The leader of Turkey's pro-Kurdish opposition party has asked state prosecutors to investigate what he has described as an attempt on his life. Demirtas says his car was fired at, but police deny an attack took place.
The co-chairman of the Peoples' Democratic Party (HDP), Selahattin Demirtas, filed a criminal complaint with authorities in the city of Diyarbakir in the mainly Kurdish southeast of Turkey on Monday.
According to an HDP statement, he was traveling in an armored car through the city on Sunday when the back windscreen was hit by a bullet. The 42-year-old's body guards noticed a dent in the window at head height and informed police. Authorities examined the car and found a three-centimeter (1.2-inch) mark on the glass, but said there was no evidence of gunfire or an assassination attempt.
"The assessment was made that the damage was caused by a blow from a hard object," the police said in a statement, adding that Demirtas had been given police protection during his stay in Diyarbakir and that "no kind of attack against him or against his vehicle had been realized."
But Figen Yuksekdag, who heads the HDP with Demirtas, told a news conference in Ankara the incident was a "clear assassination attempt," and that the police's conclusions were "inconsistent" with the evidence.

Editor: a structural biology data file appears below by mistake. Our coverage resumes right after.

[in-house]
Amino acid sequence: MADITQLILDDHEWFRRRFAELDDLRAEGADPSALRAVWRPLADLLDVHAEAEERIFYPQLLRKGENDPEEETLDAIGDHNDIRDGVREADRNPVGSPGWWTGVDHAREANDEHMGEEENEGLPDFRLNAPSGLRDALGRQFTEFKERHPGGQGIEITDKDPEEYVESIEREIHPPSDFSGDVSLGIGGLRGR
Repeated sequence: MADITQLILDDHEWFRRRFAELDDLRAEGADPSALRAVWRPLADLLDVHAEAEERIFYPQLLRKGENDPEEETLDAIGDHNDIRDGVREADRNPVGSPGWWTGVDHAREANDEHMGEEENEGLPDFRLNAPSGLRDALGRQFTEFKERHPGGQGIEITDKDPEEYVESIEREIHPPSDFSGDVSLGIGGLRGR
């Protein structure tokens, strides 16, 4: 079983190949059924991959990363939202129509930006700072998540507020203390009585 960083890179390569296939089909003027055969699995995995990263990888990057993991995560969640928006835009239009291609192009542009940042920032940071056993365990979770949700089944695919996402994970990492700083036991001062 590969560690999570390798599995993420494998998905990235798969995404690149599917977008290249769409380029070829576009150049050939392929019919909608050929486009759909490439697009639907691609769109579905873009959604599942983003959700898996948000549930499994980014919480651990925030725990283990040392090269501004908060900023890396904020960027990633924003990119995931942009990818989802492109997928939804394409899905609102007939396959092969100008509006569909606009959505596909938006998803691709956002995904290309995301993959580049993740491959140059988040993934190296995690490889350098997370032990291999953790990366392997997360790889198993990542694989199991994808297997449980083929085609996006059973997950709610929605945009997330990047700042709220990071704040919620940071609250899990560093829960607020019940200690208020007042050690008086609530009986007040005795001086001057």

String of threats
Demirtas has repeatedly warned of a threats to his life and has also taken steps to boost his security. "According to intelligence, as well as information that has reached police, there is concrete information that different groups were preparing an assassination," he told the DIHA news agency.
Demirtas is seen as one of Turkey's most charismatic politicians, who has become a major rival of President Recep Tayyip Erdogan. His party won seats in Parliament for the first time in elections in June, which also saw the ruling AK Party fail to win a majority. The HDP managed to cross the 10 percent threshold to stay in the assembly in this month's repeat poll, but the AKP regained its majority.
HDP supporters have been targeted in a number of recent attacks, including a bombing at a peace rally in Ankara that claimed more than 100 lives.
The party was also a facilitator in the two-year ceasefire between the militant Kurdistan Workers Party (PKK) and the government which collapsed in July. Since then, tensions have escalated, with frequent deadly clashes between both sides in the southeast of the country.
nm/jm (Reuters, AFP, AP)